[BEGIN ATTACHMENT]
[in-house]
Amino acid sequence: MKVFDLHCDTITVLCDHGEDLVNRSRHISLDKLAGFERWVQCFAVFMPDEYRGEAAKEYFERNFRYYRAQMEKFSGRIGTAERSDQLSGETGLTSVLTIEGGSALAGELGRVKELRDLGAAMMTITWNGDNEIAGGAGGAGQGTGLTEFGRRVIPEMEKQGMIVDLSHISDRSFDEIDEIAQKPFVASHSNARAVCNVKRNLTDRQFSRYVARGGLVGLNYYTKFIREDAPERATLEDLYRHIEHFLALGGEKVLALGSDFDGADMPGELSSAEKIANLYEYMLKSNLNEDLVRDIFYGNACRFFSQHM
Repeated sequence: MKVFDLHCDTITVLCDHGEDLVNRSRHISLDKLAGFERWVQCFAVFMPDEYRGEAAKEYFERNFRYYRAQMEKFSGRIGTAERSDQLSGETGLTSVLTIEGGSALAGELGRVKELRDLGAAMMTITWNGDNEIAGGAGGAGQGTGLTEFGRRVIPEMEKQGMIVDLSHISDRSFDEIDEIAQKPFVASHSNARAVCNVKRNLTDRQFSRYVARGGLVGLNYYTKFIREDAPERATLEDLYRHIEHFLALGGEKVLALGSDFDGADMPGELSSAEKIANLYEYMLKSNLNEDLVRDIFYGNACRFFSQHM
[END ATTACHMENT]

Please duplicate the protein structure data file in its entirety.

[in-house]
Amino acid sequence: MKVFDLHCDTITVLCDHGEDLVNRSRHISLDKLAGFERWVQCFAVFMPDEYRGEAAKEYFERNFRYYRAQMEKFSGRIGTAERSDQLSGETGLTSVLTIEGGSALAGELGRVKELRDLGAAMMTITWNGDNEIAGGAGGAGQGTGLTEFGRRVIPEMEKQGMIVDLSHISDRSFDEIDEIAQKPFVASHSNARAVCNVKRNLTDRQFSRYVARGGLVGLNYYTKFIREDAPERATLEDLYRHIEHFLALGGEKVLALGSDFDGADMPGELSSAEKIANLYEYMLKSNLNEDLVRDIFYGNACRFFSQHM
Repeated sequence: MKVFDLHCDTITVLCDHGEDLVNRSRHISLDKLAGFERWVQCFAVFMPDEYRGEAAKEYFERNFRYYRAQMEKFSGRIGTAERSDQLSGETGLTSVLTIEGGSALAGELGRVKELRDLGAAMMTITWNGDNEIAGGAGGAGQGTGLTEFGRRVIPEMEKQGMIVDLSHISDRSFDEIDEIAQKPFVASHSNARAVCNVKRNLTDRQFSRYVARGGLVGLNYYTKFIREDAPERATLEDLYRHIEHFLALGGEKVLALGSDFDGADMPGELSSAEKIANLYEYMLKSNLNEDLVRDIFYGNACRFFSQHM